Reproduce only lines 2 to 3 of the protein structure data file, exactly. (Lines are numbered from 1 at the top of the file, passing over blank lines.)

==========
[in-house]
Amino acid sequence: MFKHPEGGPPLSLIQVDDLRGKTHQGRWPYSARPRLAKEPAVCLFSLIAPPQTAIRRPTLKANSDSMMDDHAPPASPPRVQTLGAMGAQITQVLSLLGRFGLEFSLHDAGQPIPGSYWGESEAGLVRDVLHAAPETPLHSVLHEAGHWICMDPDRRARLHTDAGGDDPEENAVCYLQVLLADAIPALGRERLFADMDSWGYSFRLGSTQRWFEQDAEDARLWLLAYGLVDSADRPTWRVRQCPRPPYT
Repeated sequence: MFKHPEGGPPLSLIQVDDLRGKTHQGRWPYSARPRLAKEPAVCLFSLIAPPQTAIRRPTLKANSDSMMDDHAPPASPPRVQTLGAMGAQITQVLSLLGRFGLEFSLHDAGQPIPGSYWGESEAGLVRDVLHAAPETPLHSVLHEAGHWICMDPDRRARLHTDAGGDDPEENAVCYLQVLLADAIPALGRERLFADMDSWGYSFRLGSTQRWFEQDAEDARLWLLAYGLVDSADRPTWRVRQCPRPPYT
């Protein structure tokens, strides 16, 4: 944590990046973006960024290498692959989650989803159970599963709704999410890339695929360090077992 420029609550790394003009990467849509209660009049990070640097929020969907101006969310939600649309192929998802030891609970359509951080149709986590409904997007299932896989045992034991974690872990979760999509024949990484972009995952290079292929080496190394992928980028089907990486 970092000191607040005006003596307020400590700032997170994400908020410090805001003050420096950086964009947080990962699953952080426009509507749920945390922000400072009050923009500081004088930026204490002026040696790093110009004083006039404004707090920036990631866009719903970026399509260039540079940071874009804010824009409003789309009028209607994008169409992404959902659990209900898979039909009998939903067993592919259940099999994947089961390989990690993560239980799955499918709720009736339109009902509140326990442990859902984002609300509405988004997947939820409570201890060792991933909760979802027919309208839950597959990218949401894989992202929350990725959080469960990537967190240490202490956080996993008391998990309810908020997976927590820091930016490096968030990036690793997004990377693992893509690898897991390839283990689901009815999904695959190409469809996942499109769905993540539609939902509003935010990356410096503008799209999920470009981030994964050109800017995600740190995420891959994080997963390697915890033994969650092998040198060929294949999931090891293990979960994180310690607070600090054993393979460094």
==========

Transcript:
Amino acid sequence: MFKHPEGGPPLSLIQVDDLRGKTHQGRWPYSARPRLAKEPAVCLFSLIAPPQTAIRRPTLKANSDSMMDDHAPPASPPRVQTLGAMGAQITQVLSLLGRFGLEFSLHDAGQPIPGSYWGESEAGLVRDVLHAAPETPLHSVLHEAGHWICMDPDRRARLHTDAGGDDPEENAVCYLQVLLADAIPALGRERLFADMDSWGYSFRLGSTQRWFEQDAEDARLWLLAYGLVDSADRPTWRVRQCPRPPYT
Repeated sequence: MFKHPEGGPPLSLIQVDDLRGKTHQGRWPYSARPRLAKEPAVCLFSLIAPPQTAIRRPTLKANSDSMMDDHAPPASPPRVQTLGAMGAQITQVLSLLGRFGLEFSLHDAGQPIPGSYWGESEAGLVRDVLHAAPETPLHSVLHEAGHWICMDPDRRARLHTDAGGDDPEENAVCYLQVLLADAIPALGRERLFADMDSWGYSFRLGSTQRWFEQDAEDARLWLLAYGLVDSADRPTWRVRQCPRPPYT